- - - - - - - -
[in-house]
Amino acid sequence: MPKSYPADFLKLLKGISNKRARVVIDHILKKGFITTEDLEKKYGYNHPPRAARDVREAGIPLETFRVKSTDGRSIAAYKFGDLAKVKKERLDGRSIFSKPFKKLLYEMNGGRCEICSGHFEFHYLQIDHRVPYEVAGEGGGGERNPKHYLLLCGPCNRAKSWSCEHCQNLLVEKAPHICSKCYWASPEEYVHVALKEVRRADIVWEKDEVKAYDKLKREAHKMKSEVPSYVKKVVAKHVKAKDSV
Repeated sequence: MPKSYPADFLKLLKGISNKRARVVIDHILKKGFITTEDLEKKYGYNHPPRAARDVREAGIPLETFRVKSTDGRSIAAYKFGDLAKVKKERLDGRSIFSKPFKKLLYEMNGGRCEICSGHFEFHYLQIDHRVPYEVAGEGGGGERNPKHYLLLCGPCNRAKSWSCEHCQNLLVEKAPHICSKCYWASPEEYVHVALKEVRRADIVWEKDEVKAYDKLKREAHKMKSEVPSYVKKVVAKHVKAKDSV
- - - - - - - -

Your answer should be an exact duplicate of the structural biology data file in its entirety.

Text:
[in-house]
Amino acid sequence: MPKSYPADFLKLLKGISNKRARVVIDHILKKGFITTEDLEKKYGYNHPPRAARDVREAGIPLETFRVKSTDGRSIAAYKFGDLAKVKKERLDGRSIFSKPFKKLLYEMNGGRCEICSGHFEFHYLQIDHRVPYEVAGEGGGGERNPKHYLLLCGPCNRAKSWSCEHCQNLLVEKAPHICSKCYWASPEEYVHVALKEVRRADIVWEKDEVKAYDKLKREAHKMKSEVPSYVKKVVAKHVKAKDSV
Repeated sequence: MPKSYPADFLKLLKGISNKRARVVIDHILKKGFITTEDLEKKYGYNHPPRAARDVREAGIPLETFRVKSTDGRSIAAYKFGDLAKVKKERLDGRSIFSKPFKKLLYEMNGGRCEICSGHFEFHYLQIDHRVPYEVAGEGGGGERNPKHYLLLCGPCNRAKSWSCEHCQNLLVEKAPHICSKCYWASPEEYVHVALKEVRRADIVWEKDEVKAYDKLKREAHKMKSEVPSYVKKVVAKHVKAKDSV